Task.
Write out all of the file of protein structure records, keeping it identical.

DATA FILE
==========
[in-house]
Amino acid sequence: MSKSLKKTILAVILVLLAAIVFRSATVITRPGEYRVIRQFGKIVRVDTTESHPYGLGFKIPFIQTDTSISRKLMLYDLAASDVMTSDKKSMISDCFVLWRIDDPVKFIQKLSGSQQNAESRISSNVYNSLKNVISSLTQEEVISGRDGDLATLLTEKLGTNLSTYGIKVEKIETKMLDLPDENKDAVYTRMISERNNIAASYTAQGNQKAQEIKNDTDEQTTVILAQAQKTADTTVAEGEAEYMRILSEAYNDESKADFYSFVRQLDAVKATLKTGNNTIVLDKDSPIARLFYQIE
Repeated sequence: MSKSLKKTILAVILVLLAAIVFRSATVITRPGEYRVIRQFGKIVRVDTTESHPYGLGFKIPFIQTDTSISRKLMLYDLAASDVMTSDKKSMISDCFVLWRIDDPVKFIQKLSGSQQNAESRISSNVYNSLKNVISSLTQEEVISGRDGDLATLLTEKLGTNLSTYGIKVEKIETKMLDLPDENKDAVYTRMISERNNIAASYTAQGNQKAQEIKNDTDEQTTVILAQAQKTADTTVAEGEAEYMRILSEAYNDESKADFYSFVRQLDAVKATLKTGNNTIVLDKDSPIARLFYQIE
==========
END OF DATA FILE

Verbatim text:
[in-house]
Amino acid sequence: MSKSLKKTILAVILVLLAAIVFRSATVITRPGEYRVIRQFGKIVRVDTTESHPYGLGFKIPFIQTDTSISRKLMLYDLAASDVMTSDKKSMISDCFVLWRIDDPVKFIQKLSGSQQNAESRISSNVYNSLKNVISSLTQEEVISGRDGDLATLLTEKLGTNLSTYGIKVEKIETKMLDLPDENKDAVYTRMISERNNIAASYTAQGNQKAQEIKNDTDEQTTVILAQAQKTADTTVAEGEAEYMRILSEAYNDESKADFYSFVRQLDAVKATLKTGNNTIVLDKDSPIARLFYQIE
Repeated sequence: MSKSLKKTILAVILVLLAAIVFRSATVITRPGEYRVIRQFGKIVRVDTTESHPYGLGFKIPFIQTDTSISRKLMLYDLAASDVMTSDKKSMISDCFVLWRIDDPVKFIQKLSGSQQNAESRISSNVYNSLKNVISSLTQEEVISGRDGDLATLLTEKLGTNLSTYGIKVEKIETKMLDLPDENKDAVYTRMISERNNIAASYTAQGNQKAQEIKNDTDEQTTVILAQAQKTADTTVAEGEAEYMRILSEAYNDESKADFYSFVRQLDAVKATLKTGNNTIVLDKDSPIARLFYQIE